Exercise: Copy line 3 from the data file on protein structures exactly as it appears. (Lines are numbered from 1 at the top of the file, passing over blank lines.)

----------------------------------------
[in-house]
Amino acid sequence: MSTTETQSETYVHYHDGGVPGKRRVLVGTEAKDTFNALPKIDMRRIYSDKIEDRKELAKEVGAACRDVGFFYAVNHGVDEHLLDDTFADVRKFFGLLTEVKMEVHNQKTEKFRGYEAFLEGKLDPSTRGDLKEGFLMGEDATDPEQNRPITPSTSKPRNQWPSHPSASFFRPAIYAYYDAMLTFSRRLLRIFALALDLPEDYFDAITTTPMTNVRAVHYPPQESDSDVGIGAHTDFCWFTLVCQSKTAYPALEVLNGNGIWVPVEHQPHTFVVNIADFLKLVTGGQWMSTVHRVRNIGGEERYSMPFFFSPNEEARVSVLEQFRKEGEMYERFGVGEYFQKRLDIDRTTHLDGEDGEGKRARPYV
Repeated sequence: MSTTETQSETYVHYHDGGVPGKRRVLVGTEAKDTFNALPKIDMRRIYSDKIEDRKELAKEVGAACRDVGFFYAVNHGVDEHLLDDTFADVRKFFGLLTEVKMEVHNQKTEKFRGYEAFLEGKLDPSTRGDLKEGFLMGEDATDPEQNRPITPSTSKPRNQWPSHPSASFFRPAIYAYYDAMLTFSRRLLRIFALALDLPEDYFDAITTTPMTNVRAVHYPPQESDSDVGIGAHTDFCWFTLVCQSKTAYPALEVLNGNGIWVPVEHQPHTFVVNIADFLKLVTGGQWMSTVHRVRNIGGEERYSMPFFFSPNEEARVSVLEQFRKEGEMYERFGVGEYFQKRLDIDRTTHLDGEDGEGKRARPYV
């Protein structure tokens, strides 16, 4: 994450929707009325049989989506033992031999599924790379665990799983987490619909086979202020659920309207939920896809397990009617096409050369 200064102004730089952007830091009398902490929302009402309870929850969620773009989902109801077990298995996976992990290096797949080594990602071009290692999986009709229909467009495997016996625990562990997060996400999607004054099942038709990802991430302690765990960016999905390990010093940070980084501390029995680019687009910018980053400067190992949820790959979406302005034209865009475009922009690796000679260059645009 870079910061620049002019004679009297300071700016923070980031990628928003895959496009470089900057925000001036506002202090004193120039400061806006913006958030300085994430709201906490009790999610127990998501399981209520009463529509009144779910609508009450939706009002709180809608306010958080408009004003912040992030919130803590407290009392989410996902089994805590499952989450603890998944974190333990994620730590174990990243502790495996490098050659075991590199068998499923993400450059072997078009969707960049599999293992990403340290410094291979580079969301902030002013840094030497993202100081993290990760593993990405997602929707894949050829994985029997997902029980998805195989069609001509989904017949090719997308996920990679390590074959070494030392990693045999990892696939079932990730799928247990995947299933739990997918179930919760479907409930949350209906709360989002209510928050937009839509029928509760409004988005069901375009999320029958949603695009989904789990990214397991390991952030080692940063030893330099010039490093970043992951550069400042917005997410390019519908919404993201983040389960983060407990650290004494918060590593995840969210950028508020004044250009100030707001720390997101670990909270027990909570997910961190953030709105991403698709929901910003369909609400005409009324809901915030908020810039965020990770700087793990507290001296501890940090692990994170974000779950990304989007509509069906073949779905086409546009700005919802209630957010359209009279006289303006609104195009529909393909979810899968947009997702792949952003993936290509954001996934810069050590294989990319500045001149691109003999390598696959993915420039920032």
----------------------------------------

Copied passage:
Repeated sequence: MSTTETQSETYVHYHDGGVPGKRRVLVGTEAKDTFNALPKIDMRRIYSDKIEDRKELAKEVGAACRDVGFFYAVNHGVDEHLLDDTFADVRKFFGLLTEVKMEVHNQKTEKFRGYEAFLEGKLDPSTRGDLKEGFLMGEDATDPEQNRPITPSTSKPRNQWPSHPSASFFRPAIYAYYDAMLTFSRRLLRIFALALDLPEDYFDAITTTPMTNVRAVHYPPQESDSDVGIGAHTDFCWFTLVCQSKTAYPALEVLNGNGIWVPVEHQPHTFVVNIADFLKLVTGGQWMSTVHRVRNIGGEERYSMPFFFSPNEEARVSVLEQFRKEGEMYERFGVGEYFQKRLDIDRTTHLDGEDGEGKRARPYV